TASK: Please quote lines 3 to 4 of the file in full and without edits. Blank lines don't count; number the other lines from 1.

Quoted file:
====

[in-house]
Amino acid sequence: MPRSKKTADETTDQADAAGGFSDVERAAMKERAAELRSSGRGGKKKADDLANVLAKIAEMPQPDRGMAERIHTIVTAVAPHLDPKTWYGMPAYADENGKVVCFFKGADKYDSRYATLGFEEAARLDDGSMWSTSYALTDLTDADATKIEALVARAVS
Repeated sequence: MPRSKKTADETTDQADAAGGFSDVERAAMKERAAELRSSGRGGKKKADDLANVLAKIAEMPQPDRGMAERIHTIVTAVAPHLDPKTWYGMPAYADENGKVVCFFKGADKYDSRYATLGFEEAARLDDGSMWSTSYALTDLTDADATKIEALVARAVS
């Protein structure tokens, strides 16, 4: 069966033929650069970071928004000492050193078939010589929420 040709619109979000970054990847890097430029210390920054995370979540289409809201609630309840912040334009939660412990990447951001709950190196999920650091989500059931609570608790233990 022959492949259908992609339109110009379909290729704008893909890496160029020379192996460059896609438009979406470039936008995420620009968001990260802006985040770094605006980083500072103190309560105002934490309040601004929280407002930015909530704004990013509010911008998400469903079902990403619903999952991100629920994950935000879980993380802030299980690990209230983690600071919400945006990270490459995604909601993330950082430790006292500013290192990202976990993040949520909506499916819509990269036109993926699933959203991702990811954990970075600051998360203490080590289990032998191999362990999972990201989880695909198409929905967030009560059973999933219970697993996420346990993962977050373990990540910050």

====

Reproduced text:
Repeated sequence: MPRSKKTADETTDQADAAGGFSDVERAAMKERAAELRSSGRGGKKKADDLANVLAKIAEMPQPDRGMAERIHTIVTAVAPHLDPKTWYGMPAYADENGKVVCFFKGADKYDSRYATLGFEEAARLDDGSMWSTSYALTDLTDADATKIEALVARAVS
């Protein structure tokens, strides 16, 4: 069966033929650069970071928004000492050193078939010589929420 040709619109979000970054990847890097430029210390920054995370979540289409809201609630309840912040334009939660412990990447951001709950190196999920650091989500059931609570608790233990 022959492949259908992609339109110009379909290729704008893909890496160029020379192996460059896609438009979406470039936008995420620009968001990260802006985040770094605006980083500072103190309560105002934490309040601004929280407002930015909530704004990013509010911008998400469903079902990403619903999952991100629920994950935000879980993380802030299980690990209230983690600071919400945006990270490459995604909601993330950082430790006292500013290192990202976990993040949520909506499916819509990269036109993926699933959203991702990811954990970075600051998360203490080590289990032998191999362990999972990201989880695909198409929905967030009560059973999933219970697993996420346990993962977050373990990540910050």